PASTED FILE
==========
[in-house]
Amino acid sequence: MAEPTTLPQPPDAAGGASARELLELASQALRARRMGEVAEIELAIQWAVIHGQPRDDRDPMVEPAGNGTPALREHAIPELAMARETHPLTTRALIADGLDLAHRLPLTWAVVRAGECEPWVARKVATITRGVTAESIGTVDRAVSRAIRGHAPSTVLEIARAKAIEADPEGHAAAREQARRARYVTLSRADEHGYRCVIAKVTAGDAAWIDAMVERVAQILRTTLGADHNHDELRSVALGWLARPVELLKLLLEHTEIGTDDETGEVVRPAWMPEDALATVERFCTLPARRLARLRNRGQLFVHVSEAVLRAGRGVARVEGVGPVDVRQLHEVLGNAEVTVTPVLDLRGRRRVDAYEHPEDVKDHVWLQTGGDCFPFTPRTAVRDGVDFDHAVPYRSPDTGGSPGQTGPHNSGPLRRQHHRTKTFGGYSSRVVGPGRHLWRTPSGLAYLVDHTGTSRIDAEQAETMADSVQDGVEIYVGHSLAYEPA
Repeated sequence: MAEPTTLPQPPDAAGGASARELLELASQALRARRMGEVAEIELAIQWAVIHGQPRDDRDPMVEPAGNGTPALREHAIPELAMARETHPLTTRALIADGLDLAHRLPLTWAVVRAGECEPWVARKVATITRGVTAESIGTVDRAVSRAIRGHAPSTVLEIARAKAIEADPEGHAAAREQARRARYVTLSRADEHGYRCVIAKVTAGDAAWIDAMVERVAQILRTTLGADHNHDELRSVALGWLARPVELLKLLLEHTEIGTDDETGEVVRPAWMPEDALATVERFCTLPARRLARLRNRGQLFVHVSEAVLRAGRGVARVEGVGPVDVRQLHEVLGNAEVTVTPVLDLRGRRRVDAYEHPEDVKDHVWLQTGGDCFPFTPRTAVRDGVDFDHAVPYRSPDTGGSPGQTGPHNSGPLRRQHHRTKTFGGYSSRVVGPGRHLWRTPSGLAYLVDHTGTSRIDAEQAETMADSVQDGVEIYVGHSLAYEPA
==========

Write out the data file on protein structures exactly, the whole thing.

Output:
[in-house]
Amino acid sequence: MAEPTTLPQPPDAAGGASARELLELASQALRARRMGEVAEIELAIQWAVIHGQPRDDRDPMVEPAGNGTPALREHAIPELAMARETHPLTTRALIADGLDLAHRLPLTWAVVRAGECEPWVARKVATITRGVTAESIGTVDRAVSRAIRGHAPSTVLEIARAKAIEADPEGHAAAREQARRARYVTLSRADEHGYRCVIAKVTAGDAAWIDAMVERVAQILRTTLGADHNHDELRSVALGWLARPVELLKLLLEHTEIGTDDETGEVVRPAWMPEDALATVERFCTLPARRLARLRNRGQLFVHVSEAVLRAGRGVARVEGVGPVDVRQLHEVLGNAEVTVTPVLDLRGRRRVDAYEHPEDVKDHVWLQTGGDCFPFTPRTAVRDGVDFDHAVPYRSPDTGGSPGQTGPHNSGPLRRQHHRTKTFGGYSSRVVGPGRHLWRTPSGLAYLVDHTGTSRIDAEQAETMADSVQDGVEIYVGHSLAYEPA
Repeated sequence: MAEPTTLPQPPDAAGGASARELLELASQALRARRMGEVAEIELAIQWAVIHGQPRDDRDPMVEPAGNGTPALREHAIPELAMARETHPLTTRALIADGLDLAHRLPLTWAVVRAGECEPWVARKVATITRGVTAESIGTVDRAVSRAIRGHAPSTVLEIARAKAIEADPEGHAAAREQARRARYVTLSRADEHGYRCVIAKVTAGDAAWIDAMVERVAQILRTTLGADHNHDELRSVALGWLARPVELLKLLLEHTEIGTDDETGEVVRPAWMPEDALATVERFCTLPARRLARLRNRGQLFVHVSEAVLRAGRGVARVEGVGPVDVRQLHEVLGNAEVTVTPVLDLRGRRRVDAYEHPEDVKDHVWLQTGGDCFPFTPRTAVRDGVDFDHAVPYRSPDTGGSPGQTGPHNSGPLRRQHHRTKTFGGYSSRVVGPGRHLWRTPSGLAYLVDHTGTSRIDAEQAETMADSVQDGVEIYVGHSLAYEPA